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Atkinson v. Lorbeer

Supreme Court of California
Mar 4, 1896
111 Cal. 419 (Cal. 1896)


         Department Two

         Appeal from a judgment of the Superior Court of Los Angeles County. J. W. McKinley, Judge.


         Edwin A. Meserve, and C. E. Sumner, for Appellant.

          Tonner & Fleming, and A. W. Hutton, for Respondent.

         JUDGES: McFarland, J. Henshaw, J., and Temple, J., concurred.


          McFARLAND, Judge

         This is an election contest brought under sections 1111- 1127 of the Code of Civil Procedure, and presents the right to the office of marshal of the city of Pomona. Judgment was in favor of defendant, Lorbeer, who had been declared elected by the board of trustees. Plaintiff, Atkinson, appeals from the judgment upon the judgment-roll which includes findings. There is no statement or bill of exceptions. The question presented is whether or not the entire vote of the second ward of said city at the election involved here should be rejected. At that ward respondent received a majority of fifty-one votes; and if the entire vote at that ward be rejected the appellant would have a majority in the city. The court below refused to reject the vote of said ward.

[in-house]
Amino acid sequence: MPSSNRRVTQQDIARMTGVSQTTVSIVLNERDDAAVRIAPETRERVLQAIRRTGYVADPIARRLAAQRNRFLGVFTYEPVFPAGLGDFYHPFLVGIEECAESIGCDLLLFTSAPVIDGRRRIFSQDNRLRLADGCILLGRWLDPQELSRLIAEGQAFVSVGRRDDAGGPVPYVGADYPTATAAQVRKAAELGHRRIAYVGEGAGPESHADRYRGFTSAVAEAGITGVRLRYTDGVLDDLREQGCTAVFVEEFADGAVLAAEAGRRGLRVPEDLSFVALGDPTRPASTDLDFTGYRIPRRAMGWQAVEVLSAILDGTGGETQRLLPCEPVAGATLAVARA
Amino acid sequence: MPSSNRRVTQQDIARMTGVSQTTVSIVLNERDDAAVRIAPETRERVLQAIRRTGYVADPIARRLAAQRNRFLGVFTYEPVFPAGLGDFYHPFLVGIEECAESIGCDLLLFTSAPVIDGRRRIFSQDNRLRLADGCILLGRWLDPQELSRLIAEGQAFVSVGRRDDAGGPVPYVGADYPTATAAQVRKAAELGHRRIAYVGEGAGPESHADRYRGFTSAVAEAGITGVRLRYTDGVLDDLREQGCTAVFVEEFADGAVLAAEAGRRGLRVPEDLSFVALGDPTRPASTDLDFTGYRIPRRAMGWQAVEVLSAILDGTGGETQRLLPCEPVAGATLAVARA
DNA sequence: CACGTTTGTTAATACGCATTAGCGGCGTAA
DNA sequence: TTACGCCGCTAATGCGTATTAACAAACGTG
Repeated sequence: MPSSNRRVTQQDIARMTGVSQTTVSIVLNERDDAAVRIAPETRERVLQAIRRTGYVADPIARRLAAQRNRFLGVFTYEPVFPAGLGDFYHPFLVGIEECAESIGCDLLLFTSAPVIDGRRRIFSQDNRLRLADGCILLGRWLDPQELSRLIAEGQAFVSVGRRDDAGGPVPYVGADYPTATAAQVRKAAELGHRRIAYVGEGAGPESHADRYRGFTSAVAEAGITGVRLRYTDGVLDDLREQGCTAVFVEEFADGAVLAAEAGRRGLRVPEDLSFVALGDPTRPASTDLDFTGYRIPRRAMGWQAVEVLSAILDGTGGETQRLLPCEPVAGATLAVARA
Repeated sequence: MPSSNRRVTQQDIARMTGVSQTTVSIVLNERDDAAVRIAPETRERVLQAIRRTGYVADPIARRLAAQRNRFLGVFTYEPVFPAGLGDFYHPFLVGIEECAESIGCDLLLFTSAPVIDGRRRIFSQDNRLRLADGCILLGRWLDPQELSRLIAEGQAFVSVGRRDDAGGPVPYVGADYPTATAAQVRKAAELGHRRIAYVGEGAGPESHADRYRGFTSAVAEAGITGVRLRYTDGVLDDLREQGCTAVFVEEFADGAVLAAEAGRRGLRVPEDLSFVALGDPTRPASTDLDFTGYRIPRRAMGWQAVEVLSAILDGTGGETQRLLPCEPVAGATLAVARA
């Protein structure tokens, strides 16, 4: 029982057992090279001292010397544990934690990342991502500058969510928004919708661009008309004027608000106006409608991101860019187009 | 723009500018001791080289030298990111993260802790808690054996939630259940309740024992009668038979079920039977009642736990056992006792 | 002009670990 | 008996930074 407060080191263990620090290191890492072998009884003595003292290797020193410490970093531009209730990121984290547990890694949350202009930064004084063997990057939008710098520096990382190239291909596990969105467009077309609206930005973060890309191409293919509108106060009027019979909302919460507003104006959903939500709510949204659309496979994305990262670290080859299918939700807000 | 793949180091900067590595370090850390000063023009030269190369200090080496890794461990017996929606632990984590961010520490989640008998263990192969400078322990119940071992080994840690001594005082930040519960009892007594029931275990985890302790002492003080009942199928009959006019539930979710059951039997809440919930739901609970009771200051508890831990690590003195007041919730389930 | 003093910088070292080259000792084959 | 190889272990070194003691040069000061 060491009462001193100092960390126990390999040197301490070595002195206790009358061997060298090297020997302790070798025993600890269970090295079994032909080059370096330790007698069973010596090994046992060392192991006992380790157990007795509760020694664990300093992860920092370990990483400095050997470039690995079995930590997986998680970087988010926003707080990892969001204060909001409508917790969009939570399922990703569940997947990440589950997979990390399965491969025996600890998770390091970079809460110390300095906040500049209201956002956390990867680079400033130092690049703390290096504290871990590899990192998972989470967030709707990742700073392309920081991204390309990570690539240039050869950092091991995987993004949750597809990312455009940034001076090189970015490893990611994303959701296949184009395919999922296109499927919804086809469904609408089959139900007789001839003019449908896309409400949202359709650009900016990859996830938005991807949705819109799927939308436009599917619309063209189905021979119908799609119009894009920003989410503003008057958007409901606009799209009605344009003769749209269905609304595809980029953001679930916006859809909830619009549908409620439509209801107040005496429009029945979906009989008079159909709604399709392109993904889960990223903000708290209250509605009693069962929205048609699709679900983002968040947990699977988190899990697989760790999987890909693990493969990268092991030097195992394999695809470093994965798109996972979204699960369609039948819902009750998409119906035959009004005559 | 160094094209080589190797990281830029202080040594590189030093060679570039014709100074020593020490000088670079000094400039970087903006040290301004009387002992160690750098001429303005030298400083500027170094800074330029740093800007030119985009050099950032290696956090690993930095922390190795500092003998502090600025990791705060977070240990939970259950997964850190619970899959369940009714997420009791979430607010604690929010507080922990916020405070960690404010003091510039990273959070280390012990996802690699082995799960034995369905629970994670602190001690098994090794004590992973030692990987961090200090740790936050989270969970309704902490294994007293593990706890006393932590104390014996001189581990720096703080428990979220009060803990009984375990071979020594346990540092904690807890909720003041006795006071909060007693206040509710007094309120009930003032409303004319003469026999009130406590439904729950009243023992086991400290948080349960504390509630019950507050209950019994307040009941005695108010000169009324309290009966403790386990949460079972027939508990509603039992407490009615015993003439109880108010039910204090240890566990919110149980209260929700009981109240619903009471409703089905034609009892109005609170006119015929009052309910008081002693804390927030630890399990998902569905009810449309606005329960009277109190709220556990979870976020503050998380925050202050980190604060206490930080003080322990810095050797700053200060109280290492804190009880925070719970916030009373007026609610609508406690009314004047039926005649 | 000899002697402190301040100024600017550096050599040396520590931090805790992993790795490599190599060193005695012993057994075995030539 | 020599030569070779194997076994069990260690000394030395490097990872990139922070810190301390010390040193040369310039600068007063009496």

It is contended by appellant that the entire vote of the second ward should be rejected on account of "malconduct on the part of the board of judges" of the election, under subdivision 1 of section 1111; and the main facts relied on to support this contention are, briefly, these: Immediately upon the closing of the polls the board of election removed all the bystanders except two from the room which constituted the polling place, and for one-half hour kept the door of said room locked, and kept the public, except said two bystanders, out of said room, and during said half-hour one of the judges of said election was absent. During that half-hour some of the members of the board took the ballots from the ballot-box and counted them, and, finding that there was one more ballot in the box than there were voters as shown by the poll lists, destroyed one of said ballots. The board also, while the room was in that condition, sealed up in envelopes all the unused ballots, and did other things necessary to a preparation for tallying, but did not proceed to the tallying of the votes. At the expiration of the half-hour the door was opened and other bystanders went in, the absent judge returned, and the tallying commenced. At the trial three of the members of the board who were in the room during said half-hour were examined as witnesses and testified as to what was done during that time; and the court found that everything was done in good faith and that no fraud was committed.